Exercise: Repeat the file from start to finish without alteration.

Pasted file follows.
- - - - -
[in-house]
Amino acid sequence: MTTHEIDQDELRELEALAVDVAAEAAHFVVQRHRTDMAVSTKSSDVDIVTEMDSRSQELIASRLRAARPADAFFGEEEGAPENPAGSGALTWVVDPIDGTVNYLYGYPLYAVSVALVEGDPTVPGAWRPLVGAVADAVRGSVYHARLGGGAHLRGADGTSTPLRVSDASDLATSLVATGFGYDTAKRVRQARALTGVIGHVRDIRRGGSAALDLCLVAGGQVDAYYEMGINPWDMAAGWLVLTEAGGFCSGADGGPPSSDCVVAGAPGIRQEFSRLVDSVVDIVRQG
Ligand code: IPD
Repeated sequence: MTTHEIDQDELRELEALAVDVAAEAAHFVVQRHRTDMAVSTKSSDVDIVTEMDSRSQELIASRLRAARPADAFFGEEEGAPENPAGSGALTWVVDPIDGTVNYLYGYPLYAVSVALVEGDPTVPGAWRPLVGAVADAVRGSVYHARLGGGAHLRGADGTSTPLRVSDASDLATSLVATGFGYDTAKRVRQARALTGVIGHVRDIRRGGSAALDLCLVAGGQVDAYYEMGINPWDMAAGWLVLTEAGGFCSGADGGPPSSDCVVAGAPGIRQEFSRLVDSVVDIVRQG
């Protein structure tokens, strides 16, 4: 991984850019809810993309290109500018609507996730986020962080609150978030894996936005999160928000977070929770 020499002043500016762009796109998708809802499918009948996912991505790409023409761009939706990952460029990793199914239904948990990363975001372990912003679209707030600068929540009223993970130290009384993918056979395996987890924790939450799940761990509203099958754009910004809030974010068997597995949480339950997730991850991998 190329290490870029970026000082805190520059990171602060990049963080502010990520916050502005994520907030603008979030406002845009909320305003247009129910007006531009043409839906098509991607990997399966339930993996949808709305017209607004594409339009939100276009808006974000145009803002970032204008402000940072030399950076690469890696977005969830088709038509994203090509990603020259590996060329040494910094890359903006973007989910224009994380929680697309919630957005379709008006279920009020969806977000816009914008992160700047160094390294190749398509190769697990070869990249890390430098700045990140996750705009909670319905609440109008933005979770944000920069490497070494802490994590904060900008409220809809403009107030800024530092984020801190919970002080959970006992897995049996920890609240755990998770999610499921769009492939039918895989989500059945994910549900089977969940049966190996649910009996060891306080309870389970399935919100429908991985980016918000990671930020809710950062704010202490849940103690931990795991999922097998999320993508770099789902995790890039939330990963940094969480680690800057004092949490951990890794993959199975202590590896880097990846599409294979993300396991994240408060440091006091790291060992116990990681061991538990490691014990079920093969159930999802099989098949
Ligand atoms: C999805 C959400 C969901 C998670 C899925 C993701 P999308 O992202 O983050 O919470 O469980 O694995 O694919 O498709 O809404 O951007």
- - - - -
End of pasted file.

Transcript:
[in-house]
Amino acid sequence: MTTHEIDQDELRELEALAVDVAAEAAHFVVQRHRTDMAVSTKSSDVDIVTEMDSRSQELIASRLRAARPADAFFGEEEGAPENPAGSGALTWVVDPIDGTVNYLYGYPLYAVSVALVEGDPTVPGAWRPLVGAVADAVRGSVYHARLGGGAHLRGADGTSTPLRVSDASDLATSLVATGFGYDTAKRVRQARALTGVIGHVRDIRRGGSAALDLCLVAGGQVDAYYEMGINPWDMAAGWLVLTEAGGFCSGADGGPPSSDCVVAGAPGIRQEFSRLVDSVVDIVRQG
Ligand code: IPD
Repeated sequence: MTTHEIDQDELRELEALAVDVAAEAAHFVVQRHRTDMAVSTKSSDVDIVTEMDSRSQELIASRLRAARPADAFFGEEEGAPENPAGSGALTWVVDPIDGTVNYLYGYPLYAVSVALVEGDPTVPGAWRPLVGAVADAVRGSVYHARLGGGAHLRGADGTSTPLRVSDASDLATSLVATGFGYDTAKRVRQARALTGVIGHVRDIRRGGSAALDLCLVAGGQVDAYYEMGINPWDMAAGWLVLTEAGGFCSGADGGPPSSDCVVAGAPGIRQEFSRLVDSVVDIVRQG
């Protein structure tokens, strides 16, 4: 991984850019809810993309290109500018609507996730986020962080609150978030894996936005999160928000977070929770 020499002043500016762009796109998708809802499918009948996912991505790409023409761009939706990952460029990793199914239904948990990363975001372990912003679209707030600068929540009223993970130290009384993918056979395996987890924790939450799940761990509203099958754009910004809030974010068997597995949480339950997730991850991998 190329290490870029970026000082805190520059990171602060990049963080502010990520916050502005994520907030603008979030406002845009909320305003247009129910007006531009043409839906098509991607990997399966339930993996949808709305017209607004594409339009939100276009808006974000145009803002970032204008402000940072030399950076690469890696977005969830088709038509994203090509990603020259590996060329040494910094890359903006973007989910224009994380929680697309919630957005379709008006279920009020969806977000816009914008992160700047160094390294190749398509190769697990070869990249890390430098700045990140996750705009909670319905609440109008933005979770944000920069490497070494802490994590904060900008409220809809403009107030800024530092984020801190919970002080959970006992897995049996920890609240755990998770999610499921769009492939039918895989989500059945994910549900089977969940049966190996649910009996060891306080309870389970399935919100429908991985980016918000990671930020809710950062704010202490849940103690931990795991999922097998999320993508770099789902995790890039939330990963940094969480680690800057004092949490951990890794993959199975202590590896880097990846599409294979993300396991994240408060440091006091790291060992116990990681061991538990490691014990079920093969159930999802099989098949
Ligand atoms: C999805 C959400 C969901 C998670 C899925 C993701 P999308 O992202 O983050 O919470 O469980 O694995 O694919 O498709 O809404 O951007």